Business

Merchants, artists promoting ‘Shop Annapolis’

Efforts are underway to make the tiny community of Annapolis a shopping destination.

Over the past several months, business owners have been meeting and discussing ways to bring more people to Annapolis.

Kelly Hughes, owner of The Gallery Van Go Go, said last week a 'Shop Annapolis' Facebook page was created.

“We’re getting a lot of responses,” Hughes said.

He said Shop Annapolis is like an umbrella for the area, which will include the Sunday Farmers’ Market, which begins April 27 from 10 a.m. to 3 p.m. and runs until October, and Second Saturday art walk. The first art walk is set for May 10 and will run until October.

“Our art walk is really going to be heavy on displays,” said Hughes. “We want it to be family friendly so people can bring their kids down. We want to have a lot of people showing arts and crafts that people can come up and try it themselves.”

He said the art walk will be open to people with any kind of arts or crafts, such as woodworkers and painters.

Hughes said beyond the farmers market and art walk are “everyday businesses.”

“We’re trying to promote Annapolis as an every day of the week destination,” he said.

According to Hughes, Bayside Storage has grown during the years and is a big part of the attraction.

“We’re lucky that the storage building owners has decided to rent out the front units to retail businesses,” he said.

Hughes said about half of the front part of the storage facility is rented out, but expects all of them will be retail stores before the end of the year.

“In one setting you can have about a dozen retail stores ranging from antiques to woodcrafts,” he said. “Part of the charm is that each person has taken an empty box and created a store out of nothing.”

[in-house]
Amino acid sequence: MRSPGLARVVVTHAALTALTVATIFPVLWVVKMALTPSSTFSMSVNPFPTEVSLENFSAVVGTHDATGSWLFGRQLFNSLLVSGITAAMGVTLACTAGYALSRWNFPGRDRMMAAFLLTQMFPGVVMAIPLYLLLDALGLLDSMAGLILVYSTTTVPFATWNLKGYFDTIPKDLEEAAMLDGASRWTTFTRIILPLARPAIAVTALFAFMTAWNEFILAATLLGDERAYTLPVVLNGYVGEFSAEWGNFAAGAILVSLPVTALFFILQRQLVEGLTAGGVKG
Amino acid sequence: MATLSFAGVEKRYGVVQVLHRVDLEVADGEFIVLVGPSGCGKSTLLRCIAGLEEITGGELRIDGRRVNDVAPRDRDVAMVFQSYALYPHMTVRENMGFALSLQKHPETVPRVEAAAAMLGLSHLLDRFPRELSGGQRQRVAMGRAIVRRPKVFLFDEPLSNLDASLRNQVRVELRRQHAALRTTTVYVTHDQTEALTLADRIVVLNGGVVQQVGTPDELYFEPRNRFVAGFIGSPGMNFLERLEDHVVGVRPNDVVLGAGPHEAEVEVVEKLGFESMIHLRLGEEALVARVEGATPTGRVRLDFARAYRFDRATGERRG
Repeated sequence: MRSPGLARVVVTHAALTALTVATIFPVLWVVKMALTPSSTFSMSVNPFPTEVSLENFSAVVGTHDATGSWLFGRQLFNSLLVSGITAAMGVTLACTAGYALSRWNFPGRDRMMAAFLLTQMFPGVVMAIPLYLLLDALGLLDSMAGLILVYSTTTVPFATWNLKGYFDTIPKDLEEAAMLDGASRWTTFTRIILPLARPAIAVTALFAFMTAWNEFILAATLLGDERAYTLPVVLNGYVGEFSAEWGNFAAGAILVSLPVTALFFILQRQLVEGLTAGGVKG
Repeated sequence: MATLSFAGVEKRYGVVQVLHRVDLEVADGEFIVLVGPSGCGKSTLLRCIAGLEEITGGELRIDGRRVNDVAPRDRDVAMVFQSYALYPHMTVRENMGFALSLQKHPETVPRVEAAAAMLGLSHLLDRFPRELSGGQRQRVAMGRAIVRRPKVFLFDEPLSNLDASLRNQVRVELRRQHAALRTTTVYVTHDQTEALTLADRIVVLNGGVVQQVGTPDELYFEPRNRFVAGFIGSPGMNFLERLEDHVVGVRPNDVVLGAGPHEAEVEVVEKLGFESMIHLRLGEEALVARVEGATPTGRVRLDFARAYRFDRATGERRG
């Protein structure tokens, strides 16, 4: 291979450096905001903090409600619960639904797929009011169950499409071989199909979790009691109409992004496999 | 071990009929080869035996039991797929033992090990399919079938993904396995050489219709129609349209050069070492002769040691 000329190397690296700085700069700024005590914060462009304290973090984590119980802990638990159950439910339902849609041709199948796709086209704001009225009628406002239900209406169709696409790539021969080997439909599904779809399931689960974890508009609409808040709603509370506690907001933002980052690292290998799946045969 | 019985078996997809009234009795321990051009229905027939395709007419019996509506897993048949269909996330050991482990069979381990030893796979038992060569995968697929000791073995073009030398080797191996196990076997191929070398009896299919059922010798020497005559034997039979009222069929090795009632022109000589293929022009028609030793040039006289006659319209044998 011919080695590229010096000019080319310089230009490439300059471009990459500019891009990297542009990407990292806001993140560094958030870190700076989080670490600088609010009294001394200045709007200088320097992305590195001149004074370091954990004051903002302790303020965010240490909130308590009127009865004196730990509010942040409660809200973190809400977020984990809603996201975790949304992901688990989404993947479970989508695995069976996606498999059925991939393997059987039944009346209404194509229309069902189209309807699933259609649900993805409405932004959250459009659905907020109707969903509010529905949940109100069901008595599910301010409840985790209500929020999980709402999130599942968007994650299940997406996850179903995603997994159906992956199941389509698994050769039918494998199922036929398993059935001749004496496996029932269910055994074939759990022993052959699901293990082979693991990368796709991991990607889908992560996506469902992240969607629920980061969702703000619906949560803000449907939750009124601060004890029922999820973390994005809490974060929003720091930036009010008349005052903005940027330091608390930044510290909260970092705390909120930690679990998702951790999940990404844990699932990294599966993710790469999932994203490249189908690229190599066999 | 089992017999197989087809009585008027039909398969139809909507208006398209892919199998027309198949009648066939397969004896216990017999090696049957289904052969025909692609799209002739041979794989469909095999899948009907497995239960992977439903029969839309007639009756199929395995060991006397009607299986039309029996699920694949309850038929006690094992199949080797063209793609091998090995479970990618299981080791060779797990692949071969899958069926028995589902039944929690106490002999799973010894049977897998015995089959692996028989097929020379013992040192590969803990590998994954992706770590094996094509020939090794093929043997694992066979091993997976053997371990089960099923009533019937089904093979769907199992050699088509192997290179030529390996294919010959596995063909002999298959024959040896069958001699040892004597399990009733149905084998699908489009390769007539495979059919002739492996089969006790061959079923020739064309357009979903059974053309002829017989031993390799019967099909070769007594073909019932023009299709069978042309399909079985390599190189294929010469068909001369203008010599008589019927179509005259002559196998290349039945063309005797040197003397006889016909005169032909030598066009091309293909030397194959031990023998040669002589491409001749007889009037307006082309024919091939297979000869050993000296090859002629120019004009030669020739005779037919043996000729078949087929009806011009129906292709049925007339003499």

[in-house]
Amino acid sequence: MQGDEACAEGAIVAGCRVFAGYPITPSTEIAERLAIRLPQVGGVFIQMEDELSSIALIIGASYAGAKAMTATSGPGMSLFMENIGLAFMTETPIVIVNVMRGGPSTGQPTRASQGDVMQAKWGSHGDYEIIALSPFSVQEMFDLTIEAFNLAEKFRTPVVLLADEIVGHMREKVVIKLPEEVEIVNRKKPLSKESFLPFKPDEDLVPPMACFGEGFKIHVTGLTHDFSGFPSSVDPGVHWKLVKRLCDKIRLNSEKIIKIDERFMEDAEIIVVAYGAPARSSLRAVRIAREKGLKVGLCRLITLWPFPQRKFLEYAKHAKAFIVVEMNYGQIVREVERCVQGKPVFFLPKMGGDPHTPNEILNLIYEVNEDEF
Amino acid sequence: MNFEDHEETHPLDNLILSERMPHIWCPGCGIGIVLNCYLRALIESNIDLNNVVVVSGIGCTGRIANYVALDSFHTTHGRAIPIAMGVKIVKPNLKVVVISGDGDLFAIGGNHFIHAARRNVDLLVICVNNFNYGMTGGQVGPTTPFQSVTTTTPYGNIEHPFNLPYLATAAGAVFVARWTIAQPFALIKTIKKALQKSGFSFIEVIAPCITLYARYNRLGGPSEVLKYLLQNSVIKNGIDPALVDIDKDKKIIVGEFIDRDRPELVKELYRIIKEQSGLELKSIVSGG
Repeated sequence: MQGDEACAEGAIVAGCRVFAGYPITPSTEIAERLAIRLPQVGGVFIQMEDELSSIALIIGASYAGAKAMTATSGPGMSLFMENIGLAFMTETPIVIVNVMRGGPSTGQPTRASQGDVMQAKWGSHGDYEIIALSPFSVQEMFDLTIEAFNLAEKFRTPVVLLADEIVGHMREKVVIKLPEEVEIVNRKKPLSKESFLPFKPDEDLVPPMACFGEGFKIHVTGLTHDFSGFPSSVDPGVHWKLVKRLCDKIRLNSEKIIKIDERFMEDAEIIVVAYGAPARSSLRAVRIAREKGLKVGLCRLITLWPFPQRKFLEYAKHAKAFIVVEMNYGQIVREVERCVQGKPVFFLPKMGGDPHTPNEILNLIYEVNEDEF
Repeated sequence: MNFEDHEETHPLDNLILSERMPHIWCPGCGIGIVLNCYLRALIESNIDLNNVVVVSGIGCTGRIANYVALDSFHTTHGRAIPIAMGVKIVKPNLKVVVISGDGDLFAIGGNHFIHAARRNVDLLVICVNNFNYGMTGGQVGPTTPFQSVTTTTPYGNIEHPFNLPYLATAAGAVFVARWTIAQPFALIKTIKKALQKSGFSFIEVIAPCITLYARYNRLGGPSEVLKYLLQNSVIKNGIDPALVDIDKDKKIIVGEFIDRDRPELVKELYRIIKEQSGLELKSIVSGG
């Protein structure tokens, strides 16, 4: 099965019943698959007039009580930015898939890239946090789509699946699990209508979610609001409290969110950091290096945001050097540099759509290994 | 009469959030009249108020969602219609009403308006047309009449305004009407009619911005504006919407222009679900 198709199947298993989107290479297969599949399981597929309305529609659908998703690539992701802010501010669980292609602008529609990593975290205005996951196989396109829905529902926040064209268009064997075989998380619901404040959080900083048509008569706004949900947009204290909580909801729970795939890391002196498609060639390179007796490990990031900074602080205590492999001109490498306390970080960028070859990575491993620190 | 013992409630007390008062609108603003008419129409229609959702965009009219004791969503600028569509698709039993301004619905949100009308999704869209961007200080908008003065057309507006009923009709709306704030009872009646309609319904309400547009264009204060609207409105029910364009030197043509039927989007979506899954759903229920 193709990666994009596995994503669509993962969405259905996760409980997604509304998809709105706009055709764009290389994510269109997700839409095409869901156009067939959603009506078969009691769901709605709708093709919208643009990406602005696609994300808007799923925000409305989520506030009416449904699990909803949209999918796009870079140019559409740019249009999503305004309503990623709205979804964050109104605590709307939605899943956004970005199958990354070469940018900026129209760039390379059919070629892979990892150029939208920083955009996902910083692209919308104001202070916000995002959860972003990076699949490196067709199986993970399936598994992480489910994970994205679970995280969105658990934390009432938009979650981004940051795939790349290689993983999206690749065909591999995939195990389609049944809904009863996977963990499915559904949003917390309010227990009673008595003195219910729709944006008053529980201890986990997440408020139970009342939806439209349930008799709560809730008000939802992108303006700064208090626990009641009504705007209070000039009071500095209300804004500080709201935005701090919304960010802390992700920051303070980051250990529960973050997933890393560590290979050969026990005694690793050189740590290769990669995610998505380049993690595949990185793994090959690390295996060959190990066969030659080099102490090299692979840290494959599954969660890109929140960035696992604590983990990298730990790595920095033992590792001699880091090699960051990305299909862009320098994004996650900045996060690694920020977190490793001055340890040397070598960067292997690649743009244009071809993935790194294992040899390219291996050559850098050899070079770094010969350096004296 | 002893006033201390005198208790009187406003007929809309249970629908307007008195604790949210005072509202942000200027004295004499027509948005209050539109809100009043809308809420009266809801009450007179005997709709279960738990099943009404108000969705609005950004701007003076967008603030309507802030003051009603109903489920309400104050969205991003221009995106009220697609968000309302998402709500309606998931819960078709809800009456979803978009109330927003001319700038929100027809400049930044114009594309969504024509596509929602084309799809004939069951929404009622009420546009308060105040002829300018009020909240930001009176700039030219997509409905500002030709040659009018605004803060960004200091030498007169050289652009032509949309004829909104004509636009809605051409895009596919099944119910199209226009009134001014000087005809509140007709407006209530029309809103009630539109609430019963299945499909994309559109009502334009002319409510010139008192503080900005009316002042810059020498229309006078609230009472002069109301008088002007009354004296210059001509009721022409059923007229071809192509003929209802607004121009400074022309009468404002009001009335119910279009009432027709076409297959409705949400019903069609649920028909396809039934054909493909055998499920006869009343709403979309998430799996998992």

Hughes, whose own store is located in the storage complex, said he tries to reach out to people who want to bring in a new shop.

“When people come in our stores they say they would like to open a shop like this,” said Hughes. “We are trying to find people whose items we think would match the tone of what we are doing.”

He said the storage area allows people to start a store on a budget rather than spending hundreds of dollars in Port Orchard.

“We’re part of a movement where for a much less price, someone can jump in and start their business almost immediately,” said Hughes. “That is the spirit of the thing. One person may look at them as storage units, but a creative person looks at them and says we can take an empty shell and create a retail store here.”

Hughes said he feels the farmers market will allow some people who don’t want to commit to a low-rent storefront to come in once a month to display and sell their arts or crafts.

“It can provide business people a way for people to have a place to sell their goods without investing a lot of money up front,” he said.

Hughes said he wants the stores to appeal to men and women and families.

“We really want to appeal to everyone,” he added.

 

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